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The Paper Cinema's Odyssey


The Paper Cinema's Odyssey

By Homer & The Paper Cinema

Battersea Arts Centre, Battersea

Devised and performed by the ensemble: Nicholas Rawling, Imogen Charleston, Caroline Williams, Christopher Reed, Ed Dowie, Quinta and Matthew Brown

Until 25 February 2012 @ 7.30pm, tickets £15/10

Running time: 1hr 20 mins, no interval

Review by Katy Darby

It's not often you come across a show which, despite lacking not only words but live actors, can enrapture an audience as much as a conventional play; but The Paper Cinema's Odyssey is just that. Every minute of this short but perfectly-formed theatre piece is a delight, from the first moment hero Odysseus, wife Penelope and son Telemachus's faces appear onscreen before us (courtesy of live illustrator Nicholas Rawling) to the final starry fade-down.

 Here's the deal: the Paper Cinema is a sort of magic-lantern show for the third millennium, retelling a story nearly 3,000 years old: Homer's Odyssey. Whether this enchanting blend of illustration, live music and puppetry would work as well with a less famous story is a moot point: it works so brilliantly (and the tale is so well-chosen) that I don't think a single person in the audience would have failed to eulogise it to a friend.

Just in case anyone doesn't know it, though, here's the story so far (culled from the helpful programme notes): Nine years after the end of the ten-year-long Trojan War, Ithaca's King Odysseus still hasn't come home. In his absence, his house has been besieged by suitors who are after his crown, wife and lands. This is where we come in, and over the next 80 minutes we get to watch the determined soldier-king overcome one-eyed monsters, nymphs, enchantresses, sirens, and even escape Hades to return at last to his faithful wife and son.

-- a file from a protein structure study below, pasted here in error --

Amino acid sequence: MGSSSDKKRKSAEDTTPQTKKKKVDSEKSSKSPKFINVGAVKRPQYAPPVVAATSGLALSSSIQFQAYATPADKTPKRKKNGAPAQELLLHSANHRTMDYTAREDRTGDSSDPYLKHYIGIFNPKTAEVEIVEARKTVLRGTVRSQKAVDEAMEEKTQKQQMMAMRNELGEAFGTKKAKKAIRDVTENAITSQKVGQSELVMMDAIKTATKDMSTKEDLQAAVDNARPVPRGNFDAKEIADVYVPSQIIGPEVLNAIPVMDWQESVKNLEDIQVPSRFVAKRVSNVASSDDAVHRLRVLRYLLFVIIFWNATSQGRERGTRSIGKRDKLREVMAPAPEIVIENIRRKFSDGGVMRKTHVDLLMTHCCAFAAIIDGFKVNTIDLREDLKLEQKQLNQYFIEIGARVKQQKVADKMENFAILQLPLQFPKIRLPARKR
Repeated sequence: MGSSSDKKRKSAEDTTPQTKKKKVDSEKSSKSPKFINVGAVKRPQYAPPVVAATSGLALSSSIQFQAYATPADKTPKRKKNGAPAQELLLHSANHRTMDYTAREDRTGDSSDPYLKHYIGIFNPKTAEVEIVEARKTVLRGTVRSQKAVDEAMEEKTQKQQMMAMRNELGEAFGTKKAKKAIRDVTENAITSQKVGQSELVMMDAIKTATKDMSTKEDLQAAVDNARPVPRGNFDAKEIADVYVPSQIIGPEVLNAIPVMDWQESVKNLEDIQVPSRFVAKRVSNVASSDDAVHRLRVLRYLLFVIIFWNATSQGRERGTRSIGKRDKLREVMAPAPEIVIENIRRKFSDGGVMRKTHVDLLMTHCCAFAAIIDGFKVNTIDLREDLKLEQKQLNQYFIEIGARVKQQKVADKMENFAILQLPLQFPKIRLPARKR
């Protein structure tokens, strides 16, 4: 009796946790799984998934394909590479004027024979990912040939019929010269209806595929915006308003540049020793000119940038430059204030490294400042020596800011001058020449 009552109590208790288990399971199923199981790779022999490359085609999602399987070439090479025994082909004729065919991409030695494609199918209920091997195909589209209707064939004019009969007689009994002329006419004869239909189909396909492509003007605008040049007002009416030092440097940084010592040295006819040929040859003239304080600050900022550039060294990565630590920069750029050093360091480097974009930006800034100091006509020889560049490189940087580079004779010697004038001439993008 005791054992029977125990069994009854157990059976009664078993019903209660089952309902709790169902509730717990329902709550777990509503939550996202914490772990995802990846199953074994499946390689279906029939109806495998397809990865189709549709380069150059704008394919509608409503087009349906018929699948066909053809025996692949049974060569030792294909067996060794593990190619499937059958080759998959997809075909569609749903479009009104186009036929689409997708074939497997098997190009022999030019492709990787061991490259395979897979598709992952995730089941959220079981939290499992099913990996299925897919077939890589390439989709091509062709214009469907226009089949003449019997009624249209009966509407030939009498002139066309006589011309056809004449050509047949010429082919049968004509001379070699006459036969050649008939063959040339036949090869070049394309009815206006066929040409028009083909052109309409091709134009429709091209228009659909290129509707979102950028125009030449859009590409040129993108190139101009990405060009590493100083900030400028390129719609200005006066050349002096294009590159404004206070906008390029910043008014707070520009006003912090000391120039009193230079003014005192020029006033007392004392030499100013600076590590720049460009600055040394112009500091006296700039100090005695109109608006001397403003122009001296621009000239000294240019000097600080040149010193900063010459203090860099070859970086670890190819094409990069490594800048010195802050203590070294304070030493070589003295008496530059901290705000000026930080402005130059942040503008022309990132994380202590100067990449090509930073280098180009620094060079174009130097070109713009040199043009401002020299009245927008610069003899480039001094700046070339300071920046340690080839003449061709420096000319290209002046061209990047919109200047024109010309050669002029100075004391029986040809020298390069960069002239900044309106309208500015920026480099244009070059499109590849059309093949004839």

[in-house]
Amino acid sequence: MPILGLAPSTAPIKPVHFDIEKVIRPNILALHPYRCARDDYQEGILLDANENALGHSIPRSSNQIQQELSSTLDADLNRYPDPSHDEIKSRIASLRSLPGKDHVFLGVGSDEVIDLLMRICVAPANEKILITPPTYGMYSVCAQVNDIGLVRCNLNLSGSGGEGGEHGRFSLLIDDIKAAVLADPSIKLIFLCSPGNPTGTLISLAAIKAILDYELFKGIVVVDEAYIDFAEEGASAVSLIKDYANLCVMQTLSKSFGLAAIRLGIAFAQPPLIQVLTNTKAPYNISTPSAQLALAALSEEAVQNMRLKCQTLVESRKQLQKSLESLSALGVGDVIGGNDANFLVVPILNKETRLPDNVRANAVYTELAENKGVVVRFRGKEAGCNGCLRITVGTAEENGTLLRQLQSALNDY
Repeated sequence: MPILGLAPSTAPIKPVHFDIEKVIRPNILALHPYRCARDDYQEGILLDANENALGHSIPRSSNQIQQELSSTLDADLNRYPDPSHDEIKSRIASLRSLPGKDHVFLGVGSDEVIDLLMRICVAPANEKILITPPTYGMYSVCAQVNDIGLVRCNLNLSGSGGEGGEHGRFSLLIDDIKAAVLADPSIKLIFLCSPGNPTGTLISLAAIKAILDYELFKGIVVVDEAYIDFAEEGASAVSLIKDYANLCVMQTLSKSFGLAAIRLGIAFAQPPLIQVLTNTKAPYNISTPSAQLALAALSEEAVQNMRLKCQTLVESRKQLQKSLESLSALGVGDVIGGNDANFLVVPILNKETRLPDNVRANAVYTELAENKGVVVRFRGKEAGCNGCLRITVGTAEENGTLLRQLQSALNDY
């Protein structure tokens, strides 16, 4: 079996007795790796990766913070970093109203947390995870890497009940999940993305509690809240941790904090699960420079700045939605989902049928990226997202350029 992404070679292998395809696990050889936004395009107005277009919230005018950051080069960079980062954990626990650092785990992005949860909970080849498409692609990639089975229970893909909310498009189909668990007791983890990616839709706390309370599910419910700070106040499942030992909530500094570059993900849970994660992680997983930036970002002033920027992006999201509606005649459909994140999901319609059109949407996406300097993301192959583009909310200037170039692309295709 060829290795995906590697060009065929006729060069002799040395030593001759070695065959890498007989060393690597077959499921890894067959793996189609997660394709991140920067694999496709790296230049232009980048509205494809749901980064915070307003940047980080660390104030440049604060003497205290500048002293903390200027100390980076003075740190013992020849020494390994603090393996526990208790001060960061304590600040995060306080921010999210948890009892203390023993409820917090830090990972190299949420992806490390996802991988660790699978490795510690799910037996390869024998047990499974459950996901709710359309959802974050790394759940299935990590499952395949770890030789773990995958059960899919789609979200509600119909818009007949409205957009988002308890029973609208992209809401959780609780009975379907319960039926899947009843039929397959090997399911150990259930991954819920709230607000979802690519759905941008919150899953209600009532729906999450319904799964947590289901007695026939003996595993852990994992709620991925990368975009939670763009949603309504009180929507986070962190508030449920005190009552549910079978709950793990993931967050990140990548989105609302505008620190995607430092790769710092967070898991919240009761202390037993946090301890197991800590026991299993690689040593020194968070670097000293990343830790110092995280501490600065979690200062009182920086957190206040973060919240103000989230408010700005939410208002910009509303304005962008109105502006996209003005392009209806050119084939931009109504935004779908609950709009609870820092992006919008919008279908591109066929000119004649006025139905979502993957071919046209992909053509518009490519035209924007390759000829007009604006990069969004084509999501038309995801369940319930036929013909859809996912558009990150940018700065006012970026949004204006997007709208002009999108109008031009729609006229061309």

With the clever use of hand-drawn paper landscapes, props and figures, (including a Cyclops) several cameras, and at least five instruments, the ensemble of two puppeteers and three musicians creates an 80-minute live film before your eyes, and the effect really is magical. Nicholas Rawling's drawings have a vigour and charm reminiscent of Quentin Blake, and Matthew Brown's alternately soaring and sighing score is pitch-perfect. Every detail is attended to, from the realistic sound-effects provided by the players (thunder, rushing ocean, howling wolves, slobbering dog), to the billboard Telemachus sees during his search for his father, featuring an advert for Helen of Troy face cream.

These witty, imaginative touches, which update the age-old story in some respects (Telemachus rides a flying motorbike in one thrilling sequence) and keep it firmly in the realm of myth in others – Penelope's rapacious suitors are depicted as champagne-quaffing wolves – are what give this show its irresistible appeal. But that's not to say it's sentimental, twee, or for kids – I defy anyone with eyes and a heart not to enjoy a wonderful old story told in a wonderful new way. Race to the BAC before it closes on February 25th, or you'll miss a truly unique and exquisite treat.

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